How this trade should go when it works:  Once a trade in this system starts moving in your favor, you usually will not see price cross back over the red indicator line, against your position, by more than 10 or 20 pips at most (and often that will just be a brief spike) – so that can guide your stop adjustments as you ride the trade.  Note how, in the best possible trade – the move up displayed on the right side of the chart – price never crosses back over the red line at all until the trade actually tops out.

One of the best things about this particular system is that it is precisely the kind of system that can get you in – and keep you in – on a long term trend, enabling you to catch a significant amount of the possible pips in an extended movement either up or down, while at the same time doing a pretty good job, trading within a 4-hour timeframe, of minimizing your risk.  Like any system, it’s not perfect and it will see some losses, but on the whole I’ve found it nicely profitable since I began using it a couple of years ago.  And, well, that’s about all I can tell you.  It’s worth a look anyway – check it out and let me know what you think.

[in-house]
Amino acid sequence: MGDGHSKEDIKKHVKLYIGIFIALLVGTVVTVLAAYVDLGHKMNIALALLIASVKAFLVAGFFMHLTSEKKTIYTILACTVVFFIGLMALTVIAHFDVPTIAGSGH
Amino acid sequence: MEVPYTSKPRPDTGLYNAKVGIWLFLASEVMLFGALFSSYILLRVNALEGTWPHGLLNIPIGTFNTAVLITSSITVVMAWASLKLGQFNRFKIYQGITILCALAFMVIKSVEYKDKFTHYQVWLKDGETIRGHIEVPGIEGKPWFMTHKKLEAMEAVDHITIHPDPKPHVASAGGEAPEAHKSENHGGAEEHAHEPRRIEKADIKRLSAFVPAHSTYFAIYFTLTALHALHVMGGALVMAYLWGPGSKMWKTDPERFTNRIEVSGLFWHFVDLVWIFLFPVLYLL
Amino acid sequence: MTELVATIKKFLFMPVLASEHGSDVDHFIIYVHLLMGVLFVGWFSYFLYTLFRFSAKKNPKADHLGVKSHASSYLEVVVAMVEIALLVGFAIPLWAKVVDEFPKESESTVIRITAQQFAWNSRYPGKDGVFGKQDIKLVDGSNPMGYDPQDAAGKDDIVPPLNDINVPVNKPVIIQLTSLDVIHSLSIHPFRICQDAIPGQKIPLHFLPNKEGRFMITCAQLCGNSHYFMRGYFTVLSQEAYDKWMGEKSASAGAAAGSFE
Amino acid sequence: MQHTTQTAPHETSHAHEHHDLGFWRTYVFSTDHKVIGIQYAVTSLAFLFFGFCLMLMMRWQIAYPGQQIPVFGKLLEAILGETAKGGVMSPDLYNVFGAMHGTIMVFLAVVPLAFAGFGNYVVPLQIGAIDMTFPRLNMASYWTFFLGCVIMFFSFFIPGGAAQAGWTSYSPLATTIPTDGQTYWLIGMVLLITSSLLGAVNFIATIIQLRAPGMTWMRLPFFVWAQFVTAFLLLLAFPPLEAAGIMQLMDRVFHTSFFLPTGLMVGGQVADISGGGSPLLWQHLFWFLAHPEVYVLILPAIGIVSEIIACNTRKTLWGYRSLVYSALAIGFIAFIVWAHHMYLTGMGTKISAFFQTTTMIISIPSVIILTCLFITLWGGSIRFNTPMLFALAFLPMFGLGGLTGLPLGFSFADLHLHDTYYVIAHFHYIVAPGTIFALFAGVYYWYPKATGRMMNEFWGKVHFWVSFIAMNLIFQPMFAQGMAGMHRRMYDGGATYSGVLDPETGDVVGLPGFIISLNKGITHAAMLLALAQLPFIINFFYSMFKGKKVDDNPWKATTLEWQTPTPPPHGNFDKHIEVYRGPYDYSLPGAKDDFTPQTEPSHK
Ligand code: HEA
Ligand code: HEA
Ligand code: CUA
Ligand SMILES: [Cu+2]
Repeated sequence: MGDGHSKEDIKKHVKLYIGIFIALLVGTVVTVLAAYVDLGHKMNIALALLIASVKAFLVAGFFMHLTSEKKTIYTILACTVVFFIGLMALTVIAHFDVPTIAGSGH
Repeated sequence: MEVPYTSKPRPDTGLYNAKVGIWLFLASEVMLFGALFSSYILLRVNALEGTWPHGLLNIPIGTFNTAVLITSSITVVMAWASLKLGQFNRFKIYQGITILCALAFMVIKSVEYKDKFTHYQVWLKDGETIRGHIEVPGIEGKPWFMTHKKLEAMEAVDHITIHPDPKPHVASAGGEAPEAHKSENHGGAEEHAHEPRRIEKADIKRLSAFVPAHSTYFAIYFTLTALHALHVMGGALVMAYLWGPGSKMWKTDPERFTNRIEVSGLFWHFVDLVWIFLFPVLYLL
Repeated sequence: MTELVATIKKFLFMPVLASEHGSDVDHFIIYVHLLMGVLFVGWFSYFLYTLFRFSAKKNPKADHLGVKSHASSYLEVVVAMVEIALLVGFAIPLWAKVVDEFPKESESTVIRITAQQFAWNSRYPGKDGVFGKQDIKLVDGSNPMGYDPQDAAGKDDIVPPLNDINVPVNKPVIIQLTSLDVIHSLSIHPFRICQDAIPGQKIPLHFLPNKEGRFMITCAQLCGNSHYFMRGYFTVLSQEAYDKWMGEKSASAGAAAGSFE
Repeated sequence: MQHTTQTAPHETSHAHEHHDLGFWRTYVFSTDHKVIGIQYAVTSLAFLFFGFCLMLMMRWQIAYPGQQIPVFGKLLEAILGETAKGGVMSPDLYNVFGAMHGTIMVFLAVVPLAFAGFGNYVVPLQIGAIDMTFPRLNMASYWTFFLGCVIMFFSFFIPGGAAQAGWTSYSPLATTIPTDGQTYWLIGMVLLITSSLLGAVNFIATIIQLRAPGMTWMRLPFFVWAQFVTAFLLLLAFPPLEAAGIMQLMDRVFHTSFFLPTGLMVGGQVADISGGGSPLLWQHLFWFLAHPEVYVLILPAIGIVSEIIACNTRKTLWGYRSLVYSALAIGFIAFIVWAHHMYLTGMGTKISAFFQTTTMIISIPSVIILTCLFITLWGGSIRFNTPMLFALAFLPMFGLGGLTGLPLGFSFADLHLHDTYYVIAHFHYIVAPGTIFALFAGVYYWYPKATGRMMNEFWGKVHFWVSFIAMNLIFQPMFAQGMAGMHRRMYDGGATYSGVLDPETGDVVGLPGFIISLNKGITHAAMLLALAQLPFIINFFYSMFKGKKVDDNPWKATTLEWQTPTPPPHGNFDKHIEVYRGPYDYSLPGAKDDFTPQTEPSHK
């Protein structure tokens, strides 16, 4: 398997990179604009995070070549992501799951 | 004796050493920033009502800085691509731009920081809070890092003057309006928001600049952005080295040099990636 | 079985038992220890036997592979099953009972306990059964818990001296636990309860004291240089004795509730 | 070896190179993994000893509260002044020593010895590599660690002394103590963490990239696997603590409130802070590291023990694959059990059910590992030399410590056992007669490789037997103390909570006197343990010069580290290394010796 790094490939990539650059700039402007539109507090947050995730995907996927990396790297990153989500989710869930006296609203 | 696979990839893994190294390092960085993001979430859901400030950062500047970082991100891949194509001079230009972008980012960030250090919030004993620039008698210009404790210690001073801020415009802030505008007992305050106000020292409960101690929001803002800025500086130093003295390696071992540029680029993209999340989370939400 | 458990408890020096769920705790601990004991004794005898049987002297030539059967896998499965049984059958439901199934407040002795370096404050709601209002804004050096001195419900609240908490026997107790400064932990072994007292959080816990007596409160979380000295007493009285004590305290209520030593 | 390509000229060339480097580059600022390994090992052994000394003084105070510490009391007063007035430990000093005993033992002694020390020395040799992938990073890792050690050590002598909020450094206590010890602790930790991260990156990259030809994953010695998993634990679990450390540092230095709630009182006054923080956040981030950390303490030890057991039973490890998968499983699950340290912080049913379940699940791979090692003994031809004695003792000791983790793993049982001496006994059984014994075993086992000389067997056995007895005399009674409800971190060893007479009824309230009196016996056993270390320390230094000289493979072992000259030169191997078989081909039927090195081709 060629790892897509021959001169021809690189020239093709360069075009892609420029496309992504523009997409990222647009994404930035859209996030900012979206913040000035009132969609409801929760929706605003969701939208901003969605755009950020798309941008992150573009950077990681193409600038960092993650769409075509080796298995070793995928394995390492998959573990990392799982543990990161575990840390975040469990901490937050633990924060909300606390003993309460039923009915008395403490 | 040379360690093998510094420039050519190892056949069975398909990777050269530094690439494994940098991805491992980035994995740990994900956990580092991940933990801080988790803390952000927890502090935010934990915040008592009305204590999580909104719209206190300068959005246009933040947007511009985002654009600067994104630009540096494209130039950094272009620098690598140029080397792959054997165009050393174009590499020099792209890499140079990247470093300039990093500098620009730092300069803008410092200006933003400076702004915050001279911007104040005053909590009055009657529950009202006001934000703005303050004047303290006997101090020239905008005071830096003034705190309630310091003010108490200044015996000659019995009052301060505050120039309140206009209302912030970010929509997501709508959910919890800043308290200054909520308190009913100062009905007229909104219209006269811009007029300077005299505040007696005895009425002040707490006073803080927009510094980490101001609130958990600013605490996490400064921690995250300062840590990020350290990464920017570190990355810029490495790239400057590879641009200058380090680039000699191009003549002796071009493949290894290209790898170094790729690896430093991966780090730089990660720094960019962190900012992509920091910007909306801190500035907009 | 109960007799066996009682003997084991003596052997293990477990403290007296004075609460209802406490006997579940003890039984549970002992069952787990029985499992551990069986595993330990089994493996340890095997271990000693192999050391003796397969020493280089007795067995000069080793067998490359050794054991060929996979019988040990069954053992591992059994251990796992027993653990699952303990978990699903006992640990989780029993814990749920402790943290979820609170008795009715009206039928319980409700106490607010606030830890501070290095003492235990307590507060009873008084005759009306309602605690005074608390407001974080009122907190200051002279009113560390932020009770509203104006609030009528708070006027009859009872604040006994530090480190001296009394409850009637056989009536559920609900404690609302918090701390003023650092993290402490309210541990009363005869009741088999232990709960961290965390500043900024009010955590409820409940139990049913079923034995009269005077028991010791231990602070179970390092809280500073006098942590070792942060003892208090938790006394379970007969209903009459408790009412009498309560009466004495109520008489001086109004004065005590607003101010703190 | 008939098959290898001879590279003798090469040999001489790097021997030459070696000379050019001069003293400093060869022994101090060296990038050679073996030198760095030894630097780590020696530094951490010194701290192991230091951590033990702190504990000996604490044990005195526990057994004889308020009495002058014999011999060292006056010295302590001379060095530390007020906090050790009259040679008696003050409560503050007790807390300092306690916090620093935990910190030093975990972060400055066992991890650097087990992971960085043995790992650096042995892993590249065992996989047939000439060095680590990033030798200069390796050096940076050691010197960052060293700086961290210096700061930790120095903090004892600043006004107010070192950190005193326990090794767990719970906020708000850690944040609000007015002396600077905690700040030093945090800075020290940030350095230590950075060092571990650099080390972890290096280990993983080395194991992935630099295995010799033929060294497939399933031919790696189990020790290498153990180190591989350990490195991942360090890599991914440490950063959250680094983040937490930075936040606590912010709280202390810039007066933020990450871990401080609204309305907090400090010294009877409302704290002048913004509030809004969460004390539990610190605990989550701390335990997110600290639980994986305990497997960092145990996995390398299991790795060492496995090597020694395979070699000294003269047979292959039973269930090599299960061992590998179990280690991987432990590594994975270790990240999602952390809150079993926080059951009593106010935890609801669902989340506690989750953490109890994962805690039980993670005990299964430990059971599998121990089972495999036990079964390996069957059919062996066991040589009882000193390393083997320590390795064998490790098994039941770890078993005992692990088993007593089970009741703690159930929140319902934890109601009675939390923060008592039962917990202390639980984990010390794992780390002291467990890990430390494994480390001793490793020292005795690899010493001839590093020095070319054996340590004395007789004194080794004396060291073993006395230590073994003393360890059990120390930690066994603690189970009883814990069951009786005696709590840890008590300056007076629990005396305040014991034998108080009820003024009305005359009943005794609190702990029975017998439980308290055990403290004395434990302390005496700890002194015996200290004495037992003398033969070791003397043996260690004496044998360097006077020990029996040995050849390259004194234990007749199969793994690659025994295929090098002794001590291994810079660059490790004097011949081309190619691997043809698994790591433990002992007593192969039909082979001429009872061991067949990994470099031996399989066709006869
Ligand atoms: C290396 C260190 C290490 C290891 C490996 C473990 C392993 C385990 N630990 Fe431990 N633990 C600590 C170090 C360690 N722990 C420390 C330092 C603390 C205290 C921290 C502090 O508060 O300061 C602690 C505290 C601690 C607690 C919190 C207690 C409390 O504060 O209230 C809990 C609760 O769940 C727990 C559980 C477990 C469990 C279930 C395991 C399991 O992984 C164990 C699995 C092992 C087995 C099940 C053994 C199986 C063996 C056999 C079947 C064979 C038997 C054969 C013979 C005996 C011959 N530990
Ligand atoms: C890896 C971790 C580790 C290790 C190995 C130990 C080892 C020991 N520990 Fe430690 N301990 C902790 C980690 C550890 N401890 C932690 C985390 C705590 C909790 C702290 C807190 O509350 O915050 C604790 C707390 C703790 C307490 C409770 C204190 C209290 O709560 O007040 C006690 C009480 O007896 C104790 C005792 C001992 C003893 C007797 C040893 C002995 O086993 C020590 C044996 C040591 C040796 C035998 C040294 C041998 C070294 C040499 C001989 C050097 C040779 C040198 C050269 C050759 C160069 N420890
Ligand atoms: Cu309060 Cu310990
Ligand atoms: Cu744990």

P.S.  Trading a longer time frame like this, I would suggest paying attention to major support/resistance areas and to daily pivot levels to help guide you in both entering and exiting trades.

Just to sum up:

–   Watch for Cross Convergence providing additional support or resistance

–   When trading higher time frames, it’s important to be able to place stops that minimize your risk, but that also allow you to stay in an extended trend